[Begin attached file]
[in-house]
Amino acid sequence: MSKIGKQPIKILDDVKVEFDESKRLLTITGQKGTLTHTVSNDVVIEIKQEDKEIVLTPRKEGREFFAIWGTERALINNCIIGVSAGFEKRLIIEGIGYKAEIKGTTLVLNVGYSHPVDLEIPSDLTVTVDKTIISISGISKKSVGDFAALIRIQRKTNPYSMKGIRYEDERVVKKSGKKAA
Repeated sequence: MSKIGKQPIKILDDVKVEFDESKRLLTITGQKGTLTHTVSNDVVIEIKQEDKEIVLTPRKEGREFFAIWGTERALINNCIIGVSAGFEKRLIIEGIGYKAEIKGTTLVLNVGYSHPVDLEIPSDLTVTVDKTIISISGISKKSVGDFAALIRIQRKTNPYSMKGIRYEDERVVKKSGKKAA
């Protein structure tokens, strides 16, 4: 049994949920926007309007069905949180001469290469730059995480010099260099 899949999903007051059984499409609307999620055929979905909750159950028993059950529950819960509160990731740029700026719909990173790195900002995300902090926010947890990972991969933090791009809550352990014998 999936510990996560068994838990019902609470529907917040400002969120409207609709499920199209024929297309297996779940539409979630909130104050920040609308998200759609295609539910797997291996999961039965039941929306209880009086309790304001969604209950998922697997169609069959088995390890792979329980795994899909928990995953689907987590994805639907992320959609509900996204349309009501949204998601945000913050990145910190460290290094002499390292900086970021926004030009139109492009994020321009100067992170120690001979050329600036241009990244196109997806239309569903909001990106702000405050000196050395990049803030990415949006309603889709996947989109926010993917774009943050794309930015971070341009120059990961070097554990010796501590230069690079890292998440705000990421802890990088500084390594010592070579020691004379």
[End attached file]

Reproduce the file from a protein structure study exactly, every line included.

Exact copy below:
[in-house]
Amino acid sequence: MSKIGKQPIKILDDVKVEFDESKRLLTITGQKGTLTHTVSNDVVIEIKQEDKEIVLTPRKEGREFFAIWGTERALINNCIIGVSAGFEKRLIIEGIGYKAEIKGTTLVLNVGYSHPVDLEIPSDLTVTVDKTIISISGISKKSVGDFAALIRIQRKTNPYSMKGIRYEDERVVKKSGKKAA
Repeated sequence: MSKIGKQPIKILDDVKVEFDESKRLLTITGQKGTLTHTVSNDVVIEIKQEDKEIVLTPRKEGREFFAIWGTERALINNCIIGVSAGFEKRLIIEGIGYKAEIKGTTLVLNVGYSHPVDLEIPSDLTVTVDKTIISISGISKKSVGDFAALIRIQRKTNPYSMKGIRYEDERVVKKSGKKAA
């Protein structure tokens, strides 16, 4: 049994949920926007309007069905949180001469290469730059995480010099260099 899949999903007051059984499409609307999620055929979905909750159950028993059950529950819960509160990731740029700026719909990173790195900002995300902090926010947890990972991969933090791009809550352990014998 999936510990996560068994838990019902609470529907917040400002969120409207609709499920199209024929297309297996779940539409979630909130104050920040609308998200759609295609539910797997291996999961039965039941929306209880009086309790304001969604209950998922697997169609069959088995390890792979329980795994899909928990995953689907987590994805639907992320959609509900996204349309009501949204998601945000913050990145910190460290290094002499390292900086970021926004030009139109492009994020321009100067992170120690001979050329600036241009990244196109997806239309569903909001990106702000405050000196050395990049803030990415949006309603889709996947989109926010993917774009943050794309930015971070341009120059990961070097554990010796501590230069690079890292998440705000990421802890990088500084390594010592070579020691004379």